Wednesday, June 24, 2015

A Dozen Things I Learned from Todd Wenning About Investing

Todd Wenning is leaving Morningstar for another post in the investing world. Not sure if he will be able to post as much going forward, so this seems a good time to summarize the lessons I, and I am sure many others, have learned from his work.

1. Importance of Dividends
Dividends are everywhere now, but Todd has been writing about dividends for a long time. A lot of what I learned about the importance of dividends comes from Todd's work. These include focusing first on the moat, which is more important than the dividend itself, signs of what companies to avoid, and minimizing transaction costs.

2. Think Different
Most guidance on dividends includes the safety check for how sustainable the dividend is. These guidance pieces almost always point you in the direction of the Payout Ratio. This is a good indicator to check, but its based on earnings. Todd points out that free cash flow is the more important metric for dividend investors.

"Many companies and investors primarily focus on earnings cover (earnings per share/dividends per share or net income/dividends paid). As such, earnings cover is also important to consider, but "earnings" are simply an accountant's opinion of the company's profits and not necessarily a good measure of cash flow. In fact, a company can have sufficient earnings cover but negative free cash flow cover.

Because dividends are paid in cash, we want to use a metric that helps us measure cash inflows and outflows. That's what the free cash flow cover metric can do.

Free cash flow is how much cash flow is left over each year after the company has reinvested in its business. Think of it as spare or surplus cash flow. It's from these surplus cash flows that dividends, buybacks, debt repayments, etc. are funded."

3. Think Small
Morningstar is a great service with a lot of useful information. However it has one gap - lack of small cap coverage. The fundamental construct that Morningstar uses to assess companies' durability is the economic moat. For sure, there is a good case to be made that the moat concept is just as relevant to a small cap as it is to J&J. Todd wrote a series on Small Cap Moats, that uncovered lots of interesting smaller companies from WD-40 to Badger Meter, there are a lot of interesting ideas in this space.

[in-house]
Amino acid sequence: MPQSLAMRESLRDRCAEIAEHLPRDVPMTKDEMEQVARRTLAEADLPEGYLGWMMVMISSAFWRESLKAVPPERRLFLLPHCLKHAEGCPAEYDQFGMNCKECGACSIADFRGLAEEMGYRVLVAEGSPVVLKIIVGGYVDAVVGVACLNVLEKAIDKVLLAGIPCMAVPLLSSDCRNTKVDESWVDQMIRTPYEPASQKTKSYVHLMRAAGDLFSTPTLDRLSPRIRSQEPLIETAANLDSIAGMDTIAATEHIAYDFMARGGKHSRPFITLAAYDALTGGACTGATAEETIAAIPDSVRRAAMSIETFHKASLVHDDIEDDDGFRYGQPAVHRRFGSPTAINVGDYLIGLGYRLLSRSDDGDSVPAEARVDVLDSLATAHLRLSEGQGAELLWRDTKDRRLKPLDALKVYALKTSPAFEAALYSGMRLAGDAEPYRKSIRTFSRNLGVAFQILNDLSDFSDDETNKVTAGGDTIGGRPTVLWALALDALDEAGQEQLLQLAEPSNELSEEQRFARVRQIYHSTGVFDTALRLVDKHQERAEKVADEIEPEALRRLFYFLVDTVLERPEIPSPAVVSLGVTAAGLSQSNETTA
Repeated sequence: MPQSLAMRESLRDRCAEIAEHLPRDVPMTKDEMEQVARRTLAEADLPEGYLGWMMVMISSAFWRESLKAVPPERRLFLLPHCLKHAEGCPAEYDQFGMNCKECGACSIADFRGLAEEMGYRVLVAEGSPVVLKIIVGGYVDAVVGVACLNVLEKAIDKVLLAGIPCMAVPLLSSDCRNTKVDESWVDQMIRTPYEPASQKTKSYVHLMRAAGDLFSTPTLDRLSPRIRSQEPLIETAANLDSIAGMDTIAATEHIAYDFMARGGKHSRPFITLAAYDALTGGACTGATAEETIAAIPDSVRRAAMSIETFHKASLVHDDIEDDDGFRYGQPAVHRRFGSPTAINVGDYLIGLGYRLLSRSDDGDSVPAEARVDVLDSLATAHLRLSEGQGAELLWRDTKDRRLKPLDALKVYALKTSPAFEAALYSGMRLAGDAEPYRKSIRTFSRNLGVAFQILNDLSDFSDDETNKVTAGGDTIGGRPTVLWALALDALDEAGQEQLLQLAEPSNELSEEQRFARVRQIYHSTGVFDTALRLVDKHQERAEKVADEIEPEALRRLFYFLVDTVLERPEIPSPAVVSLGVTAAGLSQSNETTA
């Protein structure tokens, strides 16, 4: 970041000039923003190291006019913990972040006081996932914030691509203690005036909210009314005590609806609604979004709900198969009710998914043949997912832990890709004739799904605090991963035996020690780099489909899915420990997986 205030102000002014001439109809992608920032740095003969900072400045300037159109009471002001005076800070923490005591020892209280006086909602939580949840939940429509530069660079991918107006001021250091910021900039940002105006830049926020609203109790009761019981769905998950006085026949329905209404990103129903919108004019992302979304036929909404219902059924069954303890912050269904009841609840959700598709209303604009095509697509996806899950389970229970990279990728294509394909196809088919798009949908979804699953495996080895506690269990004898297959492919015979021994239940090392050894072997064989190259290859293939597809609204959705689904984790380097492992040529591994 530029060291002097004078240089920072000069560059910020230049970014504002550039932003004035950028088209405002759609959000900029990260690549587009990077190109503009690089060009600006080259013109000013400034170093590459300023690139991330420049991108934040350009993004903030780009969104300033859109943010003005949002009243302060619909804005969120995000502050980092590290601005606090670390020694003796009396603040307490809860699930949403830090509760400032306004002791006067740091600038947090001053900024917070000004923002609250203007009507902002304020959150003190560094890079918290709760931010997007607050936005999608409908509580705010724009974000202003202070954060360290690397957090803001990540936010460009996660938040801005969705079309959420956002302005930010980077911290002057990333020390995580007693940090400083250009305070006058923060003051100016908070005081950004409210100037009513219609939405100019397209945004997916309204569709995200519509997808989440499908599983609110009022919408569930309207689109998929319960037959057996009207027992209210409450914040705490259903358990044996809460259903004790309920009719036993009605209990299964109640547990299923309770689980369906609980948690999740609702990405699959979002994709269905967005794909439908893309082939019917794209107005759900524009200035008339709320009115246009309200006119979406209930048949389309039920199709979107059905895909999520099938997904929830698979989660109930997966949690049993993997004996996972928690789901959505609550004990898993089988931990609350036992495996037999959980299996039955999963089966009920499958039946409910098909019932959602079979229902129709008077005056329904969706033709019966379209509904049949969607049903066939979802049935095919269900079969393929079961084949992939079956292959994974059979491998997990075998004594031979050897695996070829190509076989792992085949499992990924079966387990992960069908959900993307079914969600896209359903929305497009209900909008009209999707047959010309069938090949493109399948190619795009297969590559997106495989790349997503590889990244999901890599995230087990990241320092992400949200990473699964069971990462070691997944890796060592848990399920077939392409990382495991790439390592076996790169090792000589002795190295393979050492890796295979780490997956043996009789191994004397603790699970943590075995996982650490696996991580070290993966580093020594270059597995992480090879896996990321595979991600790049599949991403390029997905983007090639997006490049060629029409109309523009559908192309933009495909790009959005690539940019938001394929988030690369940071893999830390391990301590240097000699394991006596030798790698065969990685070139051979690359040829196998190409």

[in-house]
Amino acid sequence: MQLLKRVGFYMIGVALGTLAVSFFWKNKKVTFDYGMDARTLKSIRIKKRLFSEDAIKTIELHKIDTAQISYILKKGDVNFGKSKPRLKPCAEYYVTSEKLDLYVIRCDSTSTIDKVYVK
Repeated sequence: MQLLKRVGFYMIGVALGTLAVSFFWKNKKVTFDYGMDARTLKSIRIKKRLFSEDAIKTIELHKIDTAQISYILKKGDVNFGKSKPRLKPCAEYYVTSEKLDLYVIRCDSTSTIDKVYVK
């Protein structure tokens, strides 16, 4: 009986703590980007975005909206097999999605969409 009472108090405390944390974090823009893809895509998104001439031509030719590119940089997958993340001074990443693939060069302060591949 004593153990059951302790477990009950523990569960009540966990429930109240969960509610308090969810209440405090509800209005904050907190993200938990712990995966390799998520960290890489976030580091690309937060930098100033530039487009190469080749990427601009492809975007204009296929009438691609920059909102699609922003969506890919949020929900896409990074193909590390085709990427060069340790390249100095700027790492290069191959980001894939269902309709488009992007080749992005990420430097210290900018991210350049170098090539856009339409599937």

The goal of the Small Cap Moat series is one that resonates with individual investors:

"identifying smaller firms that exhibit moatworthy characteristics and are run by skillful management teams. This is a promising combination for any company to have, but it’s particularly attractive for smaller companies with long growth runways, as they have the ability to compound shareholders' capital at high rates of return over long periods of time."

4. Look Outside the US
Investors should not limit their holdings to the US. Many companies in general, and dividend payers specifically exist out side the US. Go where the opportunities are.  Further some of the more interesting investors to follow are outside the US, for example Neil Woodford. Todd uncovered a number of Woodford quotes I really like this one:

"In the short-term, share prices are buffeted by all sorts of influences, but over longer-time periods fundamentals shine through. Dividend growth is the key determinant of long-term share price movements, the rest is sentiment."

5. Make Tools  
Churchill said we make our buildings and then they make us. The same is true in investing. We make our analytical tools and our tools make our portfolios. Todd published the Dividend Compass tool which is a great way to analyze the key data to dividend investors and monitor changes.

6. Separate Income Investing from Value Investing
Like a lot of people, I came into dividend investing thinking about it as a subspecies of value investing. I like both styles of investing, but unless we are talking about 2008-11 timeframe its pretty hard to find great bargains on dividend payers.

Todd's post Income Investor Manifesto gets to the heart of this distinction:

"a high yield can sometimes be indicative of an undervalued stock, but the objective of a pure income strategy differs from value investing in that its primary focus is to generate a growing and sustainable stream of dividends. Capital gains are an important, yet secondary concern. For value investing, the opposite is true -- indeed, companies don't necessarily need to pay a dividend to make it an attractive investment to a value investor.

Further, income investing has a distinct research process that focuses on a company's ability to sustain and increase its dividend. Where value research typically begins with a company's balance sheet and growth research starts with the income statement, dividend research commences on the cash flow statement.

From the cash flow statement, for instance, we can determine free cash flow coverage, earnings coverage, how the company approaches dividends versus buybacks, debt repayment trends, acquisition trends, and more.

This analysis is critical in determining a company's dividend health and therefore the cash flow statement is the necessary starting point for dividend research."